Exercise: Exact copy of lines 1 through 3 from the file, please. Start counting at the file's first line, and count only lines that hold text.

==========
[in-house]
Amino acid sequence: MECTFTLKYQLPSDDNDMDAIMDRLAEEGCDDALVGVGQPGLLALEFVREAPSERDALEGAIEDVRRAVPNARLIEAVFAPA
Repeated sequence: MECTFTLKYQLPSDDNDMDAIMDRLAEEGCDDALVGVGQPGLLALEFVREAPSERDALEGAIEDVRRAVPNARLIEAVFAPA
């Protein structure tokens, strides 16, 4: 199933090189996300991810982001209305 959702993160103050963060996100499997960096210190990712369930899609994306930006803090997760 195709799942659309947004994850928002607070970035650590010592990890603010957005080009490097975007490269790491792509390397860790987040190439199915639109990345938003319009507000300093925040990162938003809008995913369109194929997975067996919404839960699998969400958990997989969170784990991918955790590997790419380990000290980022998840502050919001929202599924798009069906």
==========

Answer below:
[in-house]
Amino acid sequence: MECTFTLKYQLPSDDNDMDAIMDRLAEEGCDDALVGVGQPGLLALEFVREAPSERDALEGAIEDVRRAVPNARLIEAVFAPA
Repeated sequence: MECTFTLKYQLPSDDNDMDAIMDRLAEEGCDDALVGVGQPGLLALEFVREAPSERDALEGAIEDVRRAVPNARLIEAVFAPA